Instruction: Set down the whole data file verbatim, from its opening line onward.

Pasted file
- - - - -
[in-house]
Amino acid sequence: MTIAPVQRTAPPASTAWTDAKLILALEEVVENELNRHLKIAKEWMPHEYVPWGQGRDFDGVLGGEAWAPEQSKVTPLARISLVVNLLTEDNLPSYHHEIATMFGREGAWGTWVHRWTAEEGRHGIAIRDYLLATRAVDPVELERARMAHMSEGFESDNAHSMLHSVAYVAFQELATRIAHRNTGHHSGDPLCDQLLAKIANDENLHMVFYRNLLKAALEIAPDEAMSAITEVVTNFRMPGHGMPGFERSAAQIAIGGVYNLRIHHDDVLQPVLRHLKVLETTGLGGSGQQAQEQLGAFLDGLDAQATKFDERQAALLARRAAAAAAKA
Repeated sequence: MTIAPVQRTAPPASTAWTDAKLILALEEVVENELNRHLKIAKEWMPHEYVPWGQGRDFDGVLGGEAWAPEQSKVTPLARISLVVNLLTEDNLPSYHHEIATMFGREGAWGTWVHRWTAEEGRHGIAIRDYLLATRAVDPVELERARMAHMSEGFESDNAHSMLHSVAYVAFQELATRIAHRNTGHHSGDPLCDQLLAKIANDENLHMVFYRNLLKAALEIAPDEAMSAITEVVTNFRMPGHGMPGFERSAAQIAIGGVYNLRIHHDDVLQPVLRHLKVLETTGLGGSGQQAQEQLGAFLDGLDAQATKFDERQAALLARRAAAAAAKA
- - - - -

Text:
[in-house]
Amino acid sequence: MTIAPVQRTAPPASTAWTDAKLILALEEVVENELNRHLKIAKEWMPHEYVPWGQGRDFDGVLGGEAWAPEQSKVTPLARISLVVNLLTEDNLPSYHHEIATMFGREGAWGTWVHRWTAEEGRHGIAIRDYLLATRAVDPVELERARMAHMSEGFESDNAHSMLHSVAYVAFQELATRIAHRNTGHHSGDPLCDQLLAKIANDENLHMVFYRNLLKAALEIAPDEAMSAITEVVTNFRMPGHGMPGFERSAAQIAIGGVYNLRIHHDDVLQPVLRHLKVLETTGLGGSGQQAQEQLGAFLDGLDAQATKFDERQAALLARRAAAAAAKA
Repeated sequence: MTIAPVQRTAPPASTAWTDAKLILALEEVVENELNRHLKIAKEWMPHEYVPWGQGRDFDGVLGGEAWAPEQSKVTPLARISLVVNLLTEDNLPSYHHEIATMFGREGAWGTWVHRWTAEEGRHGIAIRDYLLATRAVDPVELERARMAHMSEGFESDNAHSMLHSVAYVAFQELATRIAHRNTGHHSGDPLCDQLLAKIANDENLHMVFYRNLLKAALEIAPDEAMSAITEVVTNFRMPGHGMPGFERSAAQIAIGGVYNLRIHHDDVLQPVLRHLKVLETTGLGGSGQQAQEQLGAFLDGLDAQATKFDERQAALLARRAAAAAAKA